Tell Me a Story: Going From Reader to Writer

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Editor and ghostwriter Julie Mosow hosts a six-month Interintellect Salon series on developing the vision, ideas, practices, and habits to become the writer you’ve always hoped to be…and, most importantly, to finish the work you start.

6 episodes: 10am Pacific, First Saturday of each month

Dates: – December 4th, January 8th, February 5th, March 5th, April 2nd, and May 7th

Series tickets: $120

Depending on availability, the host might release tickets for each individual salon, too.

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In his 2010 memoir My Reading Life, Pat Conroy wrote, “The most powerful words in English are, ‘Tell me a story.'” With apologies to Conroy, the most powerful words in any language are “tell me a story.” As human beings and readers, we gravitate toward stories from an early age. But when it comes time to write, we sometimes forget what drew us to language, to reading, and to books and how to weave story into our own writing, whether it is fiction or non-fiction.

In this six part salon hosted by editor and ghostwriter Julie Mosow, we’ll explore how and why story captures readers but also how both new and experienced writers can use story as a guide to envisioning, drafting, revising, and publishing your own work. We’ll also discuss what reading and writing means to each of us, and the skills, practice, and habits it takes to create the kind of magic that makes good writing come together. There will be ample opportunities to share your own work, and we ask that you come ready to provide constructive feedback to others.

1. “Must have plot” (December 4th 2021) – Where do stories come from and why do they matter so much for fiction but also for nonfiction? We begin with the stories that captivate us as readers and then turn to the task of writing “The Story Behind the Book,” our own stories about why we want to write and what we want to write about.

2. First sentences, first paragraphs, first chapters (January 8th 2022) – What are your favorite first sentences, the ones that grabbed you and never let go? Why is the beginning of any piece of writing so important? And what promise do we make to the reader with our opening lines? We’ll close by writing opening sentences of our own.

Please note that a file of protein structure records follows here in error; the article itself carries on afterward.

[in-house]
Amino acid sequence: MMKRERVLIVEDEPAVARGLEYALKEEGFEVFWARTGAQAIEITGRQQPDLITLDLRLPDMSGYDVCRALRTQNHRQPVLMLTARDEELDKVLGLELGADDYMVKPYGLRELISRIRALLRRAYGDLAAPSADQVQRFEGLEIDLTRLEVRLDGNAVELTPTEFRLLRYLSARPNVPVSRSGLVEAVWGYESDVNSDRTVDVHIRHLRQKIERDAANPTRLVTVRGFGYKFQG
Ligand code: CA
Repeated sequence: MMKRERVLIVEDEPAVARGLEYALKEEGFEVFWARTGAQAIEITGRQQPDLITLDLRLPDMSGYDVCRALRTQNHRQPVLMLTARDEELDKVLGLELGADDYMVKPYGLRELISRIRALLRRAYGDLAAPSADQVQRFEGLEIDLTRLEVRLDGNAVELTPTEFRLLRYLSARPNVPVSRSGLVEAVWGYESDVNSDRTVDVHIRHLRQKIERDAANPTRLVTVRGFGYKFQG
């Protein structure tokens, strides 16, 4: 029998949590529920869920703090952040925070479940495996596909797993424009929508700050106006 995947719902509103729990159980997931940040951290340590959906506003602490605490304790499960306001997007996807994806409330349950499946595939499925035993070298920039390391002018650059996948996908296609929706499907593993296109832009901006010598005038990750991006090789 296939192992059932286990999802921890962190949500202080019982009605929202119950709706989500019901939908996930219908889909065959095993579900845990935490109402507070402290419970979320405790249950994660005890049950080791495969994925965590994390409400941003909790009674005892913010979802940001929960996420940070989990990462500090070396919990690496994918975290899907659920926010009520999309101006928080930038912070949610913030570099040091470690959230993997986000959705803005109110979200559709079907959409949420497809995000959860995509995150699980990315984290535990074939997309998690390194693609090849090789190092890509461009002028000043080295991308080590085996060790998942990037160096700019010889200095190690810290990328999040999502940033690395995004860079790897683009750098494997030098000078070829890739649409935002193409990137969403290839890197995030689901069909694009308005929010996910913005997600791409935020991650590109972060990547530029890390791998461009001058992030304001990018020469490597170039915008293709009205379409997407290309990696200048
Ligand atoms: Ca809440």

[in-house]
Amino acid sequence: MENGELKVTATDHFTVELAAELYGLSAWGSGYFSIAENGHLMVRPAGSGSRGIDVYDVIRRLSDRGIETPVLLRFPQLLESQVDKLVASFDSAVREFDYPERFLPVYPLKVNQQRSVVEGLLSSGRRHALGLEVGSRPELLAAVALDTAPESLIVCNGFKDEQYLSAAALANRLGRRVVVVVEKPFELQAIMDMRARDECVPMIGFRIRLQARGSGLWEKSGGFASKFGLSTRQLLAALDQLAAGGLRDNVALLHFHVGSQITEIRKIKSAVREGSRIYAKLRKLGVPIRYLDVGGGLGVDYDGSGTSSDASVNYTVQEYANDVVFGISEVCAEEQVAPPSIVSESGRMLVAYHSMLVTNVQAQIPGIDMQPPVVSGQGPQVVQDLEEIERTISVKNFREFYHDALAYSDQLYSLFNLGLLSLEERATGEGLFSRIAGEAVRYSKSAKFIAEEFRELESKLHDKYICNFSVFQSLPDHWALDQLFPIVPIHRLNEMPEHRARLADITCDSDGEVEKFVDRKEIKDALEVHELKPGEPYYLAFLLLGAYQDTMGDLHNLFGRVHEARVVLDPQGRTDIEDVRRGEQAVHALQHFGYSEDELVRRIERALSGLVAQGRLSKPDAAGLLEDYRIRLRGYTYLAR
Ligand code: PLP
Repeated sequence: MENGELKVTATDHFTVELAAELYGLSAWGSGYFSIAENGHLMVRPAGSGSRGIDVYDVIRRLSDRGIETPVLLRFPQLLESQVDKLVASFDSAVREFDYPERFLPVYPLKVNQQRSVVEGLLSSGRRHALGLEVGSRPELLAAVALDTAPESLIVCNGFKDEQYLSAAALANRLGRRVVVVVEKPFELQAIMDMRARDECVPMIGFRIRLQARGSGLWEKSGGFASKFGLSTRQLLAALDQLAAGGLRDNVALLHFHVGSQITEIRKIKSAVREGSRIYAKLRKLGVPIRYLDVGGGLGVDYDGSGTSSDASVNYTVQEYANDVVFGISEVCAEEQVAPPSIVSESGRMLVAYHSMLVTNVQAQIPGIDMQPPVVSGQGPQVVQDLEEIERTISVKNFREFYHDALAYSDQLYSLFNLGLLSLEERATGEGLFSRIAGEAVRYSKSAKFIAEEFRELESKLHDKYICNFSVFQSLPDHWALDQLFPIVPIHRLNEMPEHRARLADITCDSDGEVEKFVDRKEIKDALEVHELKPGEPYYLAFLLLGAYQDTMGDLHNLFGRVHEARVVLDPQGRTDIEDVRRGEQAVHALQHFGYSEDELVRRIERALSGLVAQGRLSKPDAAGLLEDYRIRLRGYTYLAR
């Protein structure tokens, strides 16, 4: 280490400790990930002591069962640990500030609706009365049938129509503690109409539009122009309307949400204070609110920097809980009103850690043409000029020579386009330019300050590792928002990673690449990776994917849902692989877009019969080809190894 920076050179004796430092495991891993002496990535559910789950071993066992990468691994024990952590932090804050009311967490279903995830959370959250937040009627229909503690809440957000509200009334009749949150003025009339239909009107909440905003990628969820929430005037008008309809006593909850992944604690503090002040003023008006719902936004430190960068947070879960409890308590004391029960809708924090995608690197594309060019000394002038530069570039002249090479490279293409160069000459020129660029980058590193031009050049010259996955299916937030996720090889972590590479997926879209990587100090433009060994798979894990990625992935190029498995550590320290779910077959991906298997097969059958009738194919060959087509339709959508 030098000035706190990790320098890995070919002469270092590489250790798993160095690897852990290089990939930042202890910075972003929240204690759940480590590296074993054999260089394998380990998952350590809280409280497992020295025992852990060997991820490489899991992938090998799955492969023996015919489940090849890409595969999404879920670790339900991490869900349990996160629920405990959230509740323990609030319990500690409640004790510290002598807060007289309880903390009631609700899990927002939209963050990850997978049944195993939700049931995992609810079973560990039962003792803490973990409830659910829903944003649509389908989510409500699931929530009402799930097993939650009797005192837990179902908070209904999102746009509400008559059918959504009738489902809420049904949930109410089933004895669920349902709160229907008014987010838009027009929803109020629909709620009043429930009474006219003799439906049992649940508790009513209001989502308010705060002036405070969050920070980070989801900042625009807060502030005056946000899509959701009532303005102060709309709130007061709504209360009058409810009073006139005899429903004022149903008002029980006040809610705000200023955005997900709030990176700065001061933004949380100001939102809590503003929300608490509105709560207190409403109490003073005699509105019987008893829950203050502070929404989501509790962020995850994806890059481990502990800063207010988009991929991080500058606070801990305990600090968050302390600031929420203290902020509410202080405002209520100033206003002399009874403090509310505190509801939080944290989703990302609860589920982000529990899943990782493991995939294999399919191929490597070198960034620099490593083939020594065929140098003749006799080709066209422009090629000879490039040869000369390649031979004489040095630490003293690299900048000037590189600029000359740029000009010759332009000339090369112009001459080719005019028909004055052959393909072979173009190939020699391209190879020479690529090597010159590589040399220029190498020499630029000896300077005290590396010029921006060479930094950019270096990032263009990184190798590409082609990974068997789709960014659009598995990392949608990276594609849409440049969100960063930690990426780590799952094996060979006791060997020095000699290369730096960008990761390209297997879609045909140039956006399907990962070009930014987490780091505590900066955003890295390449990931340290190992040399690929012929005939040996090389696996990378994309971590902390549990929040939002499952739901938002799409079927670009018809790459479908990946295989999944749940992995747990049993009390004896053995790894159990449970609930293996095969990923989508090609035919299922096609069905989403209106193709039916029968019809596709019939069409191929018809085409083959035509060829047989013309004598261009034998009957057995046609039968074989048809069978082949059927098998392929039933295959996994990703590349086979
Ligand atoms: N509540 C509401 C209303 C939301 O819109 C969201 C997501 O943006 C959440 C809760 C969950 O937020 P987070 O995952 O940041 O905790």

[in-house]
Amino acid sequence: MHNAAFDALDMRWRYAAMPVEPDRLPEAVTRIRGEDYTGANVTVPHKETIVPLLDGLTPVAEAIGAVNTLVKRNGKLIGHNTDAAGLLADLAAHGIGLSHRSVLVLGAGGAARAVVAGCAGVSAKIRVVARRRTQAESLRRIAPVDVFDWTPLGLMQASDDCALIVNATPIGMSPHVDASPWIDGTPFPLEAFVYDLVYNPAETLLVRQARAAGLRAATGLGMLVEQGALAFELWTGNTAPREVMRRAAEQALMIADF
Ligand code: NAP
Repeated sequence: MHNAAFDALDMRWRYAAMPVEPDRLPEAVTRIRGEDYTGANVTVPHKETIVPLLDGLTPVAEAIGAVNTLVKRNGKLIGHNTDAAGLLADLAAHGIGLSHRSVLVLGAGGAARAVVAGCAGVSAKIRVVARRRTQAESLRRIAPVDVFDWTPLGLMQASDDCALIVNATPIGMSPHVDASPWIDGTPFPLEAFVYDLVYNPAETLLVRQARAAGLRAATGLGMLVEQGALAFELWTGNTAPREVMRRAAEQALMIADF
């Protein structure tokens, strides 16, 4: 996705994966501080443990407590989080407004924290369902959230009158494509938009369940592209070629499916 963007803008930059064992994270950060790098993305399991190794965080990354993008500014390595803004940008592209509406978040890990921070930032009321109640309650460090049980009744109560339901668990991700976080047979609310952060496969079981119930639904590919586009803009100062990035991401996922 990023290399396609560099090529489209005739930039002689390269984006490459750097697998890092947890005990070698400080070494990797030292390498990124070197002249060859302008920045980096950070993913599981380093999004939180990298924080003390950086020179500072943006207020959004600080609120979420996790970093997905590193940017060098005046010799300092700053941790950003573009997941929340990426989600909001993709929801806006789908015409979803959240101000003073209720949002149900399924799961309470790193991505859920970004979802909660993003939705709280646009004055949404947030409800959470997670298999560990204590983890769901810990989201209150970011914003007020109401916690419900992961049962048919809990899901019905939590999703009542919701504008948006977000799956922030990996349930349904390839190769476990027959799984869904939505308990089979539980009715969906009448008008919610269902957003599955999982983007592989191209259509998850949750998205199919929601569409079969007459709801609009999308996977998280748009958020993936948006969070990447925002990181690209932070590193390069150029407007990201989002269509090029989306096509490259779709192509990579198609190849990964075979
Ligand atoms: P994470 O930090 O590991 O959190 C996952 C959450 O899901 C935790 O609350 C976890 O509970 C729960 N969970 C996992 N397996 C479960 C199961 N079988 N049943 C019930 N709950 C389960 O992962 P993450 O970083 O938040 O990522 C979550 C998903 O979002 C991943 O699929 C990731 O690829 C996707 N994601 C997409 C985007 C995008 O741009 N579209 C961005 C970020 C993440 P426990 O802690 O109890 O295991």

3. The architecture of a book (February 5th 2022)- No great piece of writing was every built on a shaky foundation. How do we erect the invisible scaffolding that can support and sustain a narrative for a chapter let alone for hundreds of pages? And how do we make that structure flexible enough to bend or perhaps even break as the writing develops?

4. Writing as an asymptotic process (March 12th 2022) – A first draft is just the beginning, but so is a second draft, and probably even a third. What are some of the best techniques for revising our own work? When should we ask for help from a writing group or a professional editor? And how do we know that we’re finished?

5. No right way to write (April 2nd 2022) – This workshop is about mechanics – the habits, process, and technology we use to produce our work. How can we use some of the best techniques in habit formation to fuel our creative lives? What kinds of tools and technology are useful and when do they get in our way? Finally, we’ll discuss how to put creative constraints in place.

6. The business of publishing (May 7th 2022) – A book used to launch of a writer’s career, but now a book is just one piece of any creative professional’s platform. In this salon, we’ll talk about selling, social media, and what it takes (and if it’s worth it!!!) to pursue traditional publication. We’ll focus mostly on book publishing in this salon although depending on interest we can also layer in other paid writing opportunities.

Though you may simply attend these salons, we also encourage you to write as we go, and depending on interest, will develop a way for writers to share their works-in-progress and for readers to enjoy them.

Julie Mosow is an editor and ghostwriter; she is also the co-creator and co-instructor of Sahil Lavingia’s The Minimalist Entrepreneur, a cohort-based course based on his book of the same name. For the first part of her career, she worked primarily with novelists, but more recently she has collaborated with non-fiction writers on books about inequality in American education, feelings at work, trusting yourself, and living your best, most authentic life. Julie loves to do anything that gets her into a state of deep flow, which includes reading and writing (surprise!), building and making things in the physical world, swimming, and walking her dog at the crack of dawn. She lives in the suburbs of NYC but was born in Mississippi and grew up in Nashville, so she doesn’t consider herself a New Yorker. Mostly, she loves talking to people about their ideas and their passions.